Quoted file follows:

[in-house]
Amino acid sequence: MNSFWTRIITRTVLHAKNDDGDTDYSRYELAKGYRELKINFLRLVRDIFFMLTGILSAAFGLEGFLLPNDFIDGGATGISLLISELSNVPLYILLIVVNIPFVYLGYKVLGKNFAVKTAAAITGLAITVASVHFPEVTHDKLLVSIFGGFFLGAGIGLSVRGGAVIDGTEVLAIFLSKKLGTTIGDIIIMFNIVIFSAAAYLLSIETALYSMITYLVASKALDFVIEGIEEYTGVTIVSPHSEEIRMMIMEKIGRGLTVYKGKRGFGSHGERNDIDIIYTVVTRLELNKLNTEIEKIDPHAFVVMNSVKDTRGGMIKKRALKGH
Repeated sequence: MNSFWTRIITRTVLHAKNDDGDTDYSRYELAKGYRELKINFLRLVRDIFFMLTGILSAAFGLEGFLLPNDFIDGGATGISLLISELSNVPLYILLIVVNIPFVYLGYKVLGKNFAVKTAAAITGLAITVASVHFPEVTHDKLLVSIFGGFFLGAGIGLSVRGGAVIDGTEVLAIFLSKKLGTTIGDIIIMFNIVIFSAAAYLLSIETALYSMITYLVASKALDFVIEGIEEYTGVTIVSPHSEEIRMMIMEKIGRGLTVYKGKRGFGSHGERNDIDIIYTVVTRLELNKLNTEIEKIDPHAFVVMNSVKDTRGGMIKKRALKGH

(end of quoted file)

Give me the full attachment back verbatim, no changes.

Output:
[in-house]
Amino acid sequence: MNSFWTRIITRTVLHAKNDDGDTDYSRYELAKGYRELKINFLRLVRDIFFMLTGILSAAFGLEGFLLPNDFIDGGATGISLLISELSNVPLYILLIVVNIPFVYLGYKVLGKNFAVKTAAAITGLAITVASVHFPEVTHDKLLVSIFGGFFLGAGIGLSVRGGAVIDGTEVLAIFLSKKLGTTIGDIIIMFNIVIFSAAAYLLSIETALYSMITYLVASKALDFVIEGIEEYTGVTIVSPHSEEIRMMIMEKIGRGLTVYKGKRGFGSHGERNDIDIIYTVVTRLELNKLNTEIEKIDPHAFVVMNSVKDTRGGMIKKRALKGH
Repeated sequence: MNSFWTRIITRTVLHAKNDDGDTDYSRYELAKGYRELKINFLRLVRDIFFMLTGILSAAFGLEGFLLPNDFIDGGATGISLLISELSNVPLYILLIVVNIPFVYLGYKVLGKNFAVKTAAAITGLAITVASVHFPEVTHDKLLVSIFGGFFLGAGIGLSVRGGAVIDGTEVLAIFLSKKLGTTIGDIIIMFNIVIFSAAAYLLSIETALYSMITYLVASKALDFVIEGIEEYTGVTIVSPHSEEIRMMIMEKIGRGLTVYKGKRGFGSHGERNDIDIIYTVVTRLELNKLNTEIEKIDPHAFVVMNSVKDTRGGMIKKRALKGH